Many mammalian species have developed keratinized penile spines along the glans and/or shaft, which may be involved in sexual selection. These spines have been described as being simple, single-pointed structures (macaques) or complex with two or three points per spine (strepsirrhines). Penile spine morphology may be related to mating system.
Felines, especially domestic cats, are well known for having penile spines. Upon withdrawal of a cat's penis, the spines rake the walls of the female's vagina, which may serve as a trigger for ovulation. Many other felid species have penile spines, but they are relatively small in jaguars and pumas, and do not occur in margays.
Penile spines in chimpanzees and mice are small surface projections made by the piling up of keratinized cell layers in the outermost skin surface. They also occur in wombats, spotted hyenas, fossas, echidnas, primates, bats,  and several rodent species. In galagos, penile spines may form a "genital lock" during copulation.
In contrast to chimpanzees, a common morphological variant found in humans called Hirsuties coronae glandis, or pearly penile papules, are substantially larger, appear to be an outpocketing of both surface and underlying connective tissue layers, and lack the rich innervation seen in other animals. These are sometimes described as vestigial remnants of penile spines. However, the relationship between the structures is still uncertain.
In the primate line, a regulatory DNA sequence associated with the formation of small keratinized penile spines was lost. This simplification of penis anatomy may be associated with the sexual habits of humans. In some species which retain the full expression of penile spines, penile spines contribute to increased sexual sensation and quicker orgasms. An hCONDEL (highly conserved region of DNA that contains deletions in humans) located near the locus of the androgen receptor gene may be responsible for the loss of penile spines in humans.
- Alan F. Dixson (26 January 2012). Primate Sexuality: Comparative Studies of the Prosimians, Monkeys, Apes, and Humans. Oxford University Press. ISBN 978-0-19-954464-6. Retrieved 27 September 2013.
- Orr, Teri J., and Patricia LR Brennan. "All Features Great and Small—the Potential Roles of the Baculum and Penile Spines in Mammals." Integrative and Comparative Biology (2016): icw057.
- Stockley, P. "Sperm competition risk and male genital anatomy: comparative evidence for reduced duration of female sexual receptivity in primates with penile spines." Evolutionary Ecology 16.2 (2002): 123-137.
- Virginia Douglass Hayssen; Ari Van Tienhoven (1993). Asdell's Patterns of Mammalian Reproduction: A Compendium of Species-specific Data. Cornell University Press. ISBN 978-0-8014-1753-5. Retrieved 27 September 2013.
- Aronson, L. R.; Cooper, M. L. (1967). "Penile Spines of the Domestic Cat: Their Endocrine-behavior Relations" (PDF). Anat. Rec. 157 (1): 71–78. doi:10.1002/ar.1091570111. PMID 6030760. Archived from the original (PDF) on 2017-06-20.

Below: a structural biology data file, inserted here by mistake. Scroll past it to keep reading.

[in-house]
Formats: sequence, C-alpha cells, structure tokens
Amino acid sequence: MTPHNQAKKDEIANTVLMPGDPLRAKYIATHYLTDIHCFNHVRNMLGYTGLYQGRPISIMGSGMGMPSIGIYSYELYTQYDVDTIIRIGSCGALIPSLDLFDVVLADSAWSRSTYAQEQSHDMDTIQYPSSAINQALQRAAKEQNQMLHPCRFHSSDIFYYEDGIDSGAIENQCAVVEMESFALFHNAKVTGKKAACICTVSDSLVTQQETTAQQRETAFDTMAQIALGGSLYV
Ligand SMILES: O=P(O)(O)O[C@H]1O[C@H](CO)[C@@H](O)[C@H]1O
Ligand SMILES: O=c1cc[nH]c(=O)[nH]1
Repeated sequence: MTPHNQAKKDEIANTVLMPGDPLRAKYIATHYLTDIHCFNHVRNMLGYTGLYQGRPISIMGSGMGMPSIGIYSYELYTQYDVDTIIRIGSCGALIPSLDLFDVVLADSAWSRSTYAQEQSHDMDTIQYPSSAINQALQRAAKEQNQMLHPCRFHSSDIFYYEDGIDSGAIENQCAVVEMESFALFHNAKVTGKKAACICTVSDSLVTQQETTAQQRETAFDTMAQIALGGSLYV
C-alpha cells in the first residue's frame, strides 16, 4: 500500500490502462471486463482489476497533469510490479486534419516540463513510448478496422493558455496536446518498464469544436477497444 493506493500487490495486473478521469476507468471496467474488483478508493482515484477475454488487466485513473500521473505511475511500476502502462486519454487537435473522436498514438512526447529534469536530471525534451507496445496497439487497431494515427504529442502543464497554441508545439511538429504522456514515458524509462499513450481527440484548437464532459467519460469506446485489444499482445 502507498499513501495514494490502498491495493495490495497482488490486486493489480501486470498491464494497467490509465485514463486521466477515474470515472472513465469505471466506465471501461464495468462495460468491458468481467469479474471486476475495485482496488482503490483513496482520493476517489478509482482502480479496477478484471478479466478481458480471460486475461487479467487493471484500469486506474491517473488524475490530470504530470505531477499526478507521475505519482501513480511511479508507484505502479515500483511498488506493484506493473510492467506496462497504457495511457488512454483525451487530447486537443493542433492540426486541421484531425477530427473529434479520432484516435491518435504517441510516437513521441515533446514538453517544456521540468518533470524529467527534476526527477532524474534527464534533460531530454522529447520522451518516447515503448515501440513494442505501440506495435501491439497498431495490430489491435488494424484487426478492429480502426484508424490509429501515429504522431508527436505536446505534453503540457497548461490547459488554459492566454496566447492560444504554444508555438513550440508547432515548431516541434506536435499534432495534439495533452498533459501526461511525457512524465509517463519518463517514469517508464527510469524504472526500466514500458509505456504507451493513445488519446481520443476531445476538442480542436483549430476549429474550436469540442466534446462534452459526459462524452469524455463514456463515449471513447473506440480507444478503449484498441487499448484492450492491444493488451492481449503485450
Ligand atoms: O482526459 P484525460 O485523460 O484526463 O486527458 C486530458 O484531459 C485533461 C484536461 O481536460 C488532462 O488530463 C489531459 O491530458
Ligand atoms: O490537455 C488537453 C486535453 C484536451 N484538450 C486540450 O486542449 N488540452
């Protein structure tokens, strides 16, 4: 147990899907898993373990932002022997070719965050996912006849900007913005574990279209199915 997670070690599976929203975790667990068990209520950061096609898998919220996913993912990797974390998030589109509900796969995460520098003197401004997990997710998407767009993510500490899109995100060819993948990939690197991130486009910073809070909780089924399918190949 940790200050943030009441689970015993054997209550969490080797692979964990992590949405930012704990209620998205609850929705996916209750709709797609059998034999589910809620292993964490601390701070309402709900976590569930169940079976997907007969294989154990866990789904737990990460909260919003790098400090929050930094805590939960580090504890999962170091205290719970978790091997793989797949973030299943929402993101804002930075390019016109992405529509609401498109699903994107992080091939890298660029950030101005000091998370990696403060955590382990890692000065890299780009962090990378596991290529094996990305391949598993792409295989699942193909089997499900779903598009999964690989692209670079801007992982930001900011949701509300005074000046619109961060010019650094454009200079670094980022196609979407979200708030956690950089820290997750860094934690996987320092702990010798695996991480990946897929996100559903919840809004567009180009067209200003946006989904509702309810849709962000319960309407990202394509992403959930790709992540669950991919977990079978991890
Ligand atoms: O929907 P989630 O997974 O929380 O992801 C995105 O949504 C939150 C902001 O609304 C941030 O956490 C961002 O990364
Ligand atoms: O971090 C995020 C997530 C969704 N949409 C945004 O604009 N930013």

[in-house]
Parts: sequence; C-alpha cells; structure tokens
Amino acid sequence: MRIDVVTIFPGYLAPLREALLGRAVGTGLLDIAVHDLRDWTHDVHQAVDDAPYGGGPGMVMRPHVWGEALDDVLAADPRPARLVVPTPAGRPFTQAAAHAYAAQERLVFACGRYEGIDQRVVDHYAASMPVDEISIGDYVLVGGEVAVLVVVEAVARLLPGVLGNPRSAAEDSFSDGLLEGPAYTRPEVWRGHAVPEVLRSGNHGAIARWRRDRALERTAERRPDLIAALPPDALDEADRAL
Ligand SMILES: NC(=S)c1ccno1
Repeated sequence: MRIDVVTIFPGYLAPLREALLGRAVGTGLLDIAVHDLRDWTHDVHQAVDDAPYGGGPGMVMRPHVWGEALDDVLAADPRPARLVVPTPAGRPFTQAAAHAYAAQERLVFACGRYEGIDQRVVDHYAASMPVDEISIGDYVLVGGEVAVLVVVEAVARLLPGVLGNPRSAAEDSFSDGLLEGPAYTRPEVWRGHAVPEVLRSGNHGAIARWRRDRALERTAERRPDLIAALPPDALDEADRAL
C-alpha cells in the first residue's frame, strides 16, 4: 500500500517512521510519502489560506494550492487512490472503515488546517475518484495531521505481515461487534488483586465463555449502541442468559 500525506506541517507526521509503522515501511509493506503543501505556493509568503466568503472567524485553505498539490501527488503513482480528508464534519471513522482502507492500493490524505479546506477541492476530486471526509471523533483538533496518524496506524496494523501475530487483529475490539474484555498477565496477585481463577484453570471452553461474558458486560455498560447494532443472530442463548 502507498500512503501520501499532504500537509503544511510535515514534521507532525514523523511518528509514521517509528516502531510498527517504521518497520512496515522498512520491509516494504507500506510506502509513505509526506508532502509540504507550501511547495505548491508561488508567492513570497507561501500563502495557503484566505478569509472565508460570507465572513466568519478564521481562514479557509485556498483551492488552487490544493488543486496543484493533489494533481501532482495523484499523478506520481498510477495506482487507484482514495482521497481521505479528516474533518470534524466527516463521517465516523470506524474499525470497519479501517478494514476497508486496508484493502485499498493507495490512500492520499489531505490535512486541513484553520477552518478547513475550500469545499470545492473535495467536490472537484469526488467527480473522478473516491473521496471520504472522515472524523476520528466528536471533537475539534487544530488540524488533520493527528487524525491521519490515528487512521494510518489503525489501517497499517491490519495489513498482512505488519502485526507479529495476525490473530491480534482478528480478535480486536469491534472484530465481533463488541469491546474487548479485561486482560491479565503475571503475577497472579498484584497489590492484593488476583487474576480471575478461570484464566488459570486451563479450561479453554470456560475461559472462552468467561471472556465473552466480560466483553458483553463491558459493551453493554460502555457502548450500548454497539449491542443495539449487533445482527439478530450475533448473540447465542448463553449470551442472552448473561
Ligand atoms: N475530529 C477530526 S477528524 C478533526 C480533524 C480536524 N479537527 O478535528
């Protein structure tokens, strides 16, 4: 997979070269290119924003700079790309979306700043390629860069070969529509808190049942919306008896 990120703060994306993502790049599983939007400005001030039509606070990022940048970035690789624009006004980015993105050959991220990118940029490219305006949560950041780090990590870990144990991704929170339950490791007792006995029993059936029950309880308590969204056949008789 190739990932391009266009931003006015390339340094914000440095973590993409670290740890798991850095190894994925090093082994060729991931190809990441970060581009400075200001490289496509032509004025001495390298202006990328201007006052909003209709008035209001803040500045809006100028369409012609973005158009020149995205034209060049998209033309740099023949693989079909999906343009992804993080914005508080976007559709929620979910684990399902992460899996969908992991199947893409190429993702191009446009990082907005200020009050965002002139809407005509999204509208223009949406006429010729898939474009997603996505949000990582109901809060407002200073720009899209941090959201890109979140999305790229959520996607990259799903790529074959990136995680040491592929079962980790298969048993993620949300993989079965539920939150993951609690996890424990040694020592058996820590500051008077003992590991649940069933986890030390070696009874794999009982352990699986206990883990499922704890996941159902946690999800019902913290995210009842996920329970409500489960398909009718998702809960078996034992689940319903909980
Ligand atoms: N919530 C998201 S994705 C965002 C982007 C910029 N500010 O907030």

- Swanson, W. F., et al. "Reproductive status of endemic felid species in Latin American zoos and implications for ex situ conservation." Zoo Biology 22.5 (2003): 421-441.
- Hill, W.C.O. Note on the male external genitalia of the chimpanzee. Proc.Zool.Soc. Lond. 116, 129–132 (1946)
- Murakami, R. A histological study of the development of the penis of wild-type and androgen-insensitive mice. J. Anat. 153, 223–231 (1987)
- Hogan, Lindsay A., Tina Janssen, and Stephen D. Johnston. "Wombat reproduction (Marsupialia; Vombatidae): an update and future directions for the development of artificial breeding technology." Reproduction 145.6 (2013): R157-R173.
- Drea, C. M., et al. "Exposure to naturally circulating androgens during foetal life incurs direct reproductive costs in female spotted hyenas, but is prerequisite for male mating." Proceedings of the Royal Society of London B: Biological Sciences 269.1504 (2002): 1981-1987.
- R. F. Ewer (1998). The Carnivores. Cornell University Press. p. 116. ISBN 978-0-8014-8493-3. Retrieved 23 July 2013.
- Köhncke, M.; Leonhardt, K. (1986). "Cryptoprocta ferox" (PDF). Mammalian Species (254): 1–5. Retrieved 19 May 2010.
- Larry Vogelnest; Rupert Woods (18 August 2008). Medicine of Australian Mammals. Csiro Publishing. ISBN 978-0-643-09928-9. Retrieved 23 July 2013.
- Dixson, A. F. "Observations on the evolution of the genitalia and copulatory behaviour in male primates. " Journal of Zoology 213.3 (1987): 423-443.
- L. Alterman; Gerald A. Doyle; M.K. Izard (9 March 2013). Creatures of the Dark. Springer Science & Business Media. ISBN 978-1-4757-2405-9.
- Elizabeth G. Crichton; Philip H. Krutzsch (12 June 2000). Reproductive Biology of Bats. Academic Press. ISBN 978-0-08-054053-5.
- Dewsbury, Donald A. "On the function of the multiple-intromission, multiple-ejaculation copulatory patterns of rodents." Bulletin of the Psychonomic Society 18.4 (1981): 221-223.
- Dixson, A. F. "Sexual selection, genital morphology, and copulatory behavior in male galagos." International Journal of Primatology 10.1 (1989): 47-55.
- Glicksman, JM and Freeman, RG. Pearly penile papules. A statistical study of incidence. Arch. Dermatol. 93:56-59 (1966)
- Agrawal, SK et al. Pearly penile papules: a review. Int. J. Dermatology 43:199-201 (2004)
- Penile spines versus pearly penile papules in humans
- McLean, CY, PL Reno, AA Pollen, AI Bassan, TD Capellini, C Guenther, VB Indjeian, X Lim, DB Menke, BT Schaar, AM Wenger, G Bejerano, and DM Kingsley. Human-specific loss of regulatory DNA and the evolution of human-specific trait. Nature 471: 216-219 (2011). 
- Paleoanthropology, Genetics, and Evolution
- Frank B. Gill (6 October 2006). Ornithology. Macmillan. pp. 414–. ISBN 978-0-7167-4983-7. Retrieved 5 December 2012.
- Media related to Penile spines at Wikimedia Commons